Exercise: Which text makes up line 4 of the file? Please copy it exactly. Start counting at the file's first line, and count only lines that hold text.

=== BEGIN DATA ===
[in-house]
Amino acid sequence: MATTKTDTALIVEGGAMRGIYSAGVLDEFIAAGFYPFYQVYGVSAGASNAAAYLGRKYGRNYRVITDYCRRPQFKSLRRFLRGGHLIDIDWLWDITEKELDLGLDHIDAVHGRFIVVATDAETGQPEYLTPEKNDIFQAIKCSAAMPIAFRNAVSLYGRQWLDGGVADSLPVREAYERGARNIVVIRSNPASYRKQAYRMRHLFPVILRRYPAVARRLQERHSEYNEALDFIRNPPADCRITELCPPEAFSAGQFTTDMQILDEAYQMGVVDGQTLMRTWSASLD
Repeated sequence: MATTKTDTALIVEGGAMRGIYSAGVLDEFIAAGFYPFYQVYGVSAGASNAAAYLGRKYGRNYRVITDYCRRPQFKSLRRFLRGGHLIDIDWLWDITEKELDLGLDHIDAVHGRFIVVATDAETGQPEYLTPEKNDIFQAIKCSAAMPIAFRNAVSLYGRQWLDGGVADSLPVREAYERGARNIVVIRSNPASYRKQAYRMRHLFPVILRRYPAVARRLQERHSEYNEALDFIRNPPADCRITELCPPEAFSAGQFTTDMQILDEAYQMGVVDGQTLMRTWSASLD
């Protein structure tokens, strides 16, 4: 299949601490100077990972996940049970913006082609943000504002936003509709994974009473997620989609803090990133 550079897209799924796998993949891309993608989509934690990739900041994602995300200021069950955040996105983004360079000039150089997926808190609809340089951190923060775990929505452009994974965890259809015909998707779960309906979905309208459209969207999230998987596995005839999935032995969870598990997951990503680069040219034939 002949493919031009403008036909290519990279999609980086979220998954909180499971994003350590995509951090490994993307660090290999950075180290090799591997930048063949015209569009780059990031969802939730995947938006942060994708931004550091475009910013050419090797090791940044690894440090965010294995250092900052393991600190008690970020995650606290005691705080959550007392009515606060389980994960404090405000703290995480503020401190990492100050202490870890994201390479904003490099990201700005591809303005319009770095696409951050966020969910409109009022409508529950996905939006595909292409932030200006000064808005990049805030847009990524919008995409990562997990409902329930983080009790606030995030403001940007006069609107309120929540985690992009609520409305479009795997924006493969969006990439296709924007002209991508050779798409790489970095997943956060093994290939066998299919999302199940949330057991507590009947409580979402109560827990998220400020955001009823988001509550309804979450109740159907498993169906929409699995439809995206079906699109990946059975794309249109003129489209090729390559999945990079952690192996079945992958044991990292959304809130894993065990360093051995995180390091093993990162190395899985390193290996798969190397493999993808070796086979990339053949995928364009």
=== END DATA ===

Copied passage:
């Protein structure tokens, strides 16, 4: 299949601490100077990972996940049970913006082609943000504002936003509709994974009473997620989609803090990133 550079897209799924796998993949891309993608989509934690990739900041994602995300200021069950955040996105983004360079000039150089997926808190609809340089951190923060775990929505452009994974965890259809015909998707779960309906979905309208459209969207999230998987596995005839999935032995969870598990997951990503680069040219034939 002949493919031009403008036909290519990279999609980086979220998954909180499971994003350590995509951090490994993307660090290999950075180290090799591997930048063949015209569009780059990031969802939730995947938006942060994708931004550091475009910013050419090797090791940044690894440090965010294995250092900052393991600190008690970020995650606290005691705080959550007392009515606060389980994960404090405000703290995480503020401190990492100050202490870890994201390479904003490099990201700005591809303005319009770095696409951050966020969910409109009022409508529950996905939006595909292409932030200006000064808005990049805030847009990524919008995409990562997990409902329930983080009790606030995030403001940007006069609107309120929540985690992009609520409305479009795997924006493969969006990439296709924007002209991508050779798409790489970095997943956060093994290939066998299919999302199940949330057991507590009947409580979402109560827990998220400020955001009823988001509550309804979450109740159907498993169906929409699995439809995206079906699109990946059975794309249109003129489209090729390559999945990079952690192996079945992958044991990292959304809130894993065990360093051995995180390091093993990162190395899985390193290996798969190397493999993808070796086979990339053949995928364009």